Edvard Munch: The Scream

Edvard Munch’s iconic The Scream (1895), among the most celebrated and recognized images in art history, will go on view at The Museum of Modern Art for a period of six months beginning October 24. The exhibition Edvard Munch: The Scream will also include a small selection of works of the same period drawn primarily from the Museum’s collection. Of the four versions of The Scream that Munch created between 1893 and 1910, three are in the collections of museums in Norway, and this pastel is the only one remaining in private hands. The Scream is being lent from a private collection, and will be on view at MoMA through April 29, 2013.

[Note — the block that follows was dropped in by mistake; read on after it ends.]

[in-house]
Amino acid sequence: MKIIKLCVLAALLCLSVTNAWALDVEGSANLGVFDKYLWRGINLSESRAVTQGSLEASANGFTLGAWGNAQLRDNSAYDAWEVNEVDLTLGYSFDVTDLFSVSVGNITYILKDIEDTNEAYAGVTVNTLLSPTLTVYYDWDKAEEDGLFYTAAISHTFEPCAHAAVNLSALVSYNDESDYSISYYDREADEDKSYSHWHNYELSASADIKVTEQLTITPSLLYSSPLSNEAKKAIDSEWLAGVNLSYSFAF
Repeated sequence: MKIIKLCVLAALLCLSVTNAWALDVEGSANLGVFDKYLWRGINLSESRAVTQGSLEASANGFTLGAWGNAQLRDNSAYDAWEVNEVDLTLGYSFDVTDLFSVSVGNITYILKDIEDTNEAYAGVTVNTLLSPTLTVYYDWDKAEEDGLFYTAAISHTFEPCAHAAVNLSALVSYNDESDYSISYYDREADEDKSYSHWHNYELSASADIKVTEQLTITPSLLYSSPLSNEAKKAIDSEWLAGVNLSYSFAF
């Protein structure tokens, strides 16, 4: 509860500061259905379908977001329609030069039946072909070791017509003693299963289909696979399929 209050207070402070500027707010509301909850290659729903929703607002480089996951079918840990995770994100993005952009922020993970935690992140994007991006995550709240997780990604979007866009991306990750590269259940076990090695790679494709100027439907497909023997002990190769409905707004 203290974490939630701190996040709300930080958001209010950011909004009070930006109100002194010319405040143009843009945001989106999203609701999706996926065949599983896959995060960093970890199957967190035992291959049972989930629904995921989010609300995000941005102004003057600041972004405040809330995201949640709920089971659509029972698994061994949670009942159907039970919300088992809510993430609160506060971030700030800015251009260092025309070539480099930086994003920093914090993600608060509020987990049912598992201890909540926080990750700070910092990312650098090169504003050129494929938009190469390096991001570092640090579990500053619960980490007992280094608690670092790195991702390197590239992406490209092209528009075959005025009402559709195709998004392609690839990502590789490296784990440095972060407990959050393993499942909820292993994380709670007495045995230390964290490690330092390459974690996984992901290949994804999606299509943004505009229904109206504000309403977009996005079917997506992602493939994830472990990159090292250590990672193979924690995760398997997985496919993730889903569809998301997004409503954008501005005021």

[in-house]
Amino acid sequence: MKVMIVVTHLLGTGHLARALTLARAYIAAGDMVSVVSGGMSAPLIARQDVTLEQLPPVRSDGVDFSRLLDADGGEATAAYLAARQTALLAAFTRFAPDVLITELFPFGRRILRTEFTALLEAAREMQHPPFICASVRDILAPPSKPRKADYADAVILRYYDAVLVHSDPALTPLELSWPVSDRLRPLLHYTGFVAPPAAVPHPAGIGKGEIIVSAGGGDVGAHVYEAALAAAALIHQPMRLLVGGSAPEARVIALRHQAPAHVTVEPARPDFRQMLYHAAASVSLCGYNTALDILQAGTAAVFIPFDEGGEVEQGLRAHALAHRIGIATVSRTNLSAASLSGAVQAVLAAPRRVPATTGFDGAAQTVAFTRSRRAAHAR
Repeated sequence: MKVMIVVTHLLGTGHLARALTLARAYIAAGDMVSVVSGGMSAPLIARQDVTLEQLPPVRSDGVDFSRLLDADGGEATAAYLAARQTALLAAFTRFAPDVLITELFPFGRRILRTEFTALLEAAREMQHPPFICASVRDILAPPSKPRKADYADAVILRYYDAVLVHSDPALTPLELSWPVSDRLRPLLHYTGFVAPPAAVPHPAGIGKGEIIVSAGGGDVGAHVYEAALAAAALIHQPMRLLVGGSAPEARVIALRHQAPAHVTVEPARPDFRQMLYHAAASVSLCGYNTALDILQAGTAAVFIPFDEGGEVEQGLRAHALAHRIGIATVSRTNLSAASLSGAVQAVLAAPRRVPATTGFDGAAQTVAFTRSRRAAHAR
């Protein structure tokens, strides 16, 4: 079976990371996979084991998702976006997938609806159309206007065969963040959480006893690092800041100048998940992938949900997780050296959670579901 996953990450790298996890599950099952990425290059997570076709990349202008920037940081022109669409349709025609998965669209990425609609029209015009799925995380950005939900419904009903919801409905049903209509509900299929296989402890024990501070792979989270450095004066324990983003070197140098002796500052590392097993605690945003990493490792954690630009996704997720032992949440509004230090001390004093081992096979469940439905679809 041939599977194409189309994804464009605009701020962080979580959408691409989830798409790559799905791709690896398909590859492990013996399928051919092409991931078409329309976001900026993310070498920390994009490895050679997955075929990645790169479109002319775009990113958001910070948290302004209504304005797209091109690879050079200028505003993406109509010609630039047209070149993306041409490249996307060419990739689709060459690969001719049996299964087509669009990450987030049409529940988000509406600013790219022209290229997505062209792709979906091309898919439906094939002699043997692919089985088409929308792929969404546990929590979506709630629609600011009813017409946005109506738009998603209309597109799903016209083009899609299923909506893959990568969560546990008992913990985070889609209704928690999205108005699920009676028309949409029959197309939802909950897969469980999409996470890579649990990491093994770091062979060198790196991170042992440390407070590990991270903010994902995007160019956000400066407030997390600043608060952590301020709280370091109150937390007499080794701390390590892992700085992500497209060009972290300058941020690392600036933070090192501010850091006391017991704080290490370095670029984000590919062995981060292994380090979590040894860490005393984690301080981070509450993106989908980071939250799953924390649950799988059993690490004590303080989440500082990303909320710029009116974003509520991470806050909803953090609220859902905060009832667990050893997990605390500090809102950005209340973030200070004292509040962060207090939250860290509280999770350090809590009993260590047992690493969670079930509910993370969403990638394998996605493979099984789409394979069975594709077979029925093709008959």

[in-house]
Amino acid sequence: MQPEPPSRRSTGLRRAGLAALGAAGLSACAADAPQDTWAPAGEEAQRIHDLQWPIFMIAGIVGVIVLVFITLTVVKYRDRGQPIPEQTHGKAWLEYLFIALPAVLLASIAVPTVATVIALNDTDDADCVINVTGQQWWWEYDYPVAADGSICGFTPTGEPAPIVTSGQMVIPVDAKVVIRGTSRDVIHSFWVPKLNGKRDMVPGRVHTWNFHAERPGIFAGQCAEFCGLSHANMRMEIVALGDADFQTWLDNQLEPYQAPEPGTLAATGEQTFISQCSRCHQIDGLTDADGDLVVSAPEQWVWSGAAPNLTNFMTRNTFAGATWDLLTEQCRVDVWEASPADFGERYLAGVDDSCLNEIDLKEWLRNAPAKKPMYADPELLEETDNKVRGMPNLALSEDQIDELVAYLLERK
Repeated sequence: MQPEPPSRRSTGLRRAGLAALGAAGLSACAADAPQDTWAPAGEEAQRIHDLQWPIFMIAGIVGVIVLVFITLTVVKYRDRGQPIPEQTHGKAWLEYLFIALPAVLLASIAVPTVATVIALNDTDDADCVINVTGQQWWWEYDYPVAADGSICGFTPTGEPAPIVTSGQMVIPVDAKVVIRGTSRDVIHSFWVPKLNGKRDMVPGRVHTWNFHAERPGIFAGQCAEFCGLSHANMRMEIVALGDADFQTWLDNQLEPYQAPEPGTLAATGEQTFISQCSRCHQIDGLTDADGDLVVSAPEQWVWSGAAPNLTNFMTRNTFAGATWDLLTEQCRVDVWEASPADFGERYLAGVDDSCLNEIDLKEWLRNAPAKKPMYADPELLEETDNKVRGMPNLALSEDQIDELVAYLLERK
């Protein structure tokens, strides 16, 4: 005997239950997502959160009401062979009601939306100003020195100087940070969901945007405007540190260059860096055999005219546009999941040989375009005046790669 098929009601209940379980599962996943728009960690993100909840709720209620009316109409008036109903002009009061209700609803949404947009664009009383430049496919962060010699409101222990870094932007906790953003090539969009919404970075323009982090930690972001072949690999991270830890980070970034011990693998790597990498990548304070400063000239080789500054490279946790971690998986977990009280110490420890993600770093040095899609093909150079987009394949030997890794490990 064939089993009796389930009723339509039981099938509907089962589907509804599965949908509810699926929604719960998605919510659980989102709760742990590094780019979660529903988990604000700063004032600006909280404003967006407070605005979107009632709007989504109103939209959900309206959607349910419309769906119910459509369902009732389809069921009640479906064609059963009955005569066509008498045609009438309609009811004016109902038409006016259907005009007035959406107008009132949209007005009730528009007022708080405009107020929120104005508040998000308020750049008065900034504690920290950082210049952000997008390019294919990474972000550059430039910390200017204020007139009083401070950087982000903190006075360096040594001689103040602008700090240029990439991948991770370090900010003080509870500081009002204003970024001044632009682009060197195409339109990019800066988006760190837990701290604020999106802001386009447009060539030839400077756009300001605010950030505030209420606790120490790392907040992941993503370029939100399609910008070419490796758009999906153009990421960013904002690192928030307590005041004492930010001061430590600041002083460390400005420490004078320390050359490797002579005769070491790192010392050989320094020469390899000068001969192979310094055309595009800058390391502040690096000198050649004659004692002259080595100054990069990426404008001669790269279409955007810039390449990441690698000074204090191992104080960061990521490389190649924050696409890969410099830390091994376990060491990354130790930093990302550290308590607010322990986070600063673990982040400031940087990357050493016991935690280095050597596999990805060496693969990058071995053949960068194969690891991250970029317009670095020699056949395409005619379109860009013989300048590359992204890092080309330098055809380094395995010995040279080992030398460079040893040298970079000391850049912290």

A haunting rendition of a hairless figure on a road under a yellow-orange sky, The Scream has captured the popular imagination since the time of its making. The image was originally conceived by Munch as part of the epic Frieze of Life series, which explored modern life by focusing on the themes of love, angst, and death. Especially concerned with the expressive representation of emotions and personal relationships, Munch was associated with the international development of Symbolism during the 1890s and recognized as a precursor of 20th-century Expressionism.